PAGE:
USAFA Supt. Silveria Tells Racist Cadets to “Get Out” In Response to Racial Slurs Left on Black Cadets’ Rooms

Superintendent of the United States Air Force Academy (USAFA), Lieutenant General Jay B. Silveria, is in the news this week after giving a moving speech, urging his cadets to embrace and acknowledge each other with “dignity and respect” following racist messages being found outside of the dorm rooms of five black Air Force cadet candidates. The racial slurs included a written message that read “go home n****r,” which one of the cadet candidate’s mothers posted onto Facebook.

“This is why I’m so hurt!” the mother said in the post. “These young people are supposed to bond and protect each other and the country. Who would my son have to watch out for? The enemy or the enemy?”

The cadet candidate’s father spoke with Air Force Times and called the racial slur incident “utter stupidity.” “The word has zero power in my house,” the father said. “Zero power. The word is not going to yield a reaction. My initial advice to him was, respond with intelligence, do not react, do not get upset. You don‘t have to defend intelligence, you don’t have to defend common sense, you don’t have to defend confidence. He’s fine.”

The identities of the cadet candidates and the aforementioned family members are being withheld to protect the family’s privacy.

Lt. Gen. Silveria issued a statement publicly Thursday (Sept. 28) during a five-minute lecture that he gave to cadets, condemning the racial slurs and the incident outright and in a timely manner. “There is absolutely no place in our Air Force for racism. It’s not who we are, nor will we tolerate it in any shape or fashion. The Air Force Academy strives to create a climate of dignity and respect for all… period… those who don’t understand that are behind the power curve and better catch up.”

“I‘ve said it before, the area of dignity and respect is my red line,” Silveria continued. “Let me be clear, it won’t be crossed without significant repercussions. Diversity is a strength of our academy and our Air Force. We are stronger when we take into account the views of those with different backgrounds and life experiences.”

“If you’re outraged by those words, then you’re in the right place. That kind of behavior has no place at the prep school, it has no place at USAFA and it has no place in the United States Air Force.”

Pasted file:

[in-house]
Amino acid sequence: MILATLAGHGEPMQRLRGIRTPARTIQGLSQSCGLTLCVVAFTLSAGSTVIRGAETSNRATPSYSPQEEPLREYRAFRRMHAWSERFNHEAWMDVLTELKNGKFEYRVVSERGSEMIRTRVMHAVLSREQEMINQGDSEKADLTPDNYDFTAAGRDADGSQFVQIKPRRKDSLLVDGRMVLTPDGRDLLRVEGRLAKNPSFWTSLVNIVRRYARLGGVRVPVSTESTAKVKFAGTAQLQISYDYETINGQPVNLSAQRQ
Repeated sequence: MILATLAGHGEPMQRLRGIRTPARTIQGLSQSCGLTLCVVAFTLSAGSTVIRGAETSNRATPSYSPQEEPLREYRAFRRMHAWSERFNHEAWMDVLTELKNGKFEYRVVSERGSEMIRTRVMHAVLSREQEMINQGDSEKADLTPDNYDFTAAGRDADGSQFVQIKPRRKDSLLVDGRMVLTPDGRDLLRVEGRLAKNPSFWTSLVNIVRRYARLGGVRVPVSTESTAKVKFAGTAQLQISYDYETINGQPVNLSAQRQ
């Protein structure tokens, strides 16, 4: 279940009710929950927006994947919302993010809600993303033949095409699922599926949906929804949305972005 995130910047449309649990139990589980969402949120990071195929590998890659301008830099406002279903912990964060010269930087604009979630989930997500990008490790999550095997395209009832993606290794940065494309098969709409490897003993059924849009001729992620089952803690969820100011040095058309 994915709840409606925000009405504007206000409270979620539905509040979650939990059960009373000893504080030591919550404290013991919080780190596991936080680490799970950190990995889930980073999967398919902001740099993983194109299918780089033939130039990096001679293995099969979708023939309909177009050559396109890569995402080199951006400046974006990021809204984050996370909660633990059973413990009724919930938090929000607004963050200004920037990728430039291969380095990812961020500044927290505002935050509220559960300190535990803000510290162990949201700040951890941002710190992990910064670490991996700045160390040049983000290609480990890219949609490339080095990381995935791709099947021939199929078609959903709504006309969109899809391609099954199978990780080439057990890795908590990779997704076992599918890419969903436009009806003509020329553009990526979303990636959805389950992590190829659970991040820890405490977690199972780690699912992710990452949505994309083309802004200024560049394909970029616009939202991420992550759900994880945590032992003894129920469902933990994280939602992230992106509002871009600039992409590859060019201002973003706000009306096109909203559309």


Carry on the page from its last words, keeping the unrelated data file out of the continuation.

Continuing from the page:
Silveria expressed thoughts that radiated moral clarity and distinction in a time where most prefer to walk the line of politically correct as opposed to what is correct. He also made note of the current state of racial tension most Americans are experiencing. “We would be naïve to think we shouldn’t discuss this topic. We’d also be tone deaf to not think about the backdrop of what’s going on in our country. Things like Charlottesville and Ferguson, the protests in the NFL.”

“What we should have is a civil discourse, and talk about these issues. That’s a better idea.”

“I also have a better idea, and it’s about our diversity. And it’s the power of the diversity… the power of us as a diverse group. The power that we come from all walks of life, that we come from all parts of this country, that we come from all races, all backgrounds, gender, all makeup, all upbringings. The power of that diversity comes together and makes us that much more powerful.”

“So just in case you’re unclear on where I stand on this topic, I’m going to leave you with my most important thought today,” Silveria continued. “If you can’t treat someone with dignity and respect, then you need to get out. If you can’t treat someone from another gender, whether that’s a man or a woman, with dignity and respect, then you need to get out. If you demean someone in any way, then you need to get out. And if you can’t treat someone from another race, or a different color of skin, with dignity and respect, then you need to get out.”

“If you can’t treat someone with dignity and respect, then get out,” he repeated.

Photo Credit: Screengrab/KOA 55

Sheriden Chanel is a twenty-something writer, Beyoncé enthusiast, and lover of all things visual art. Keep up with her and her musings on social via @indiebyline.

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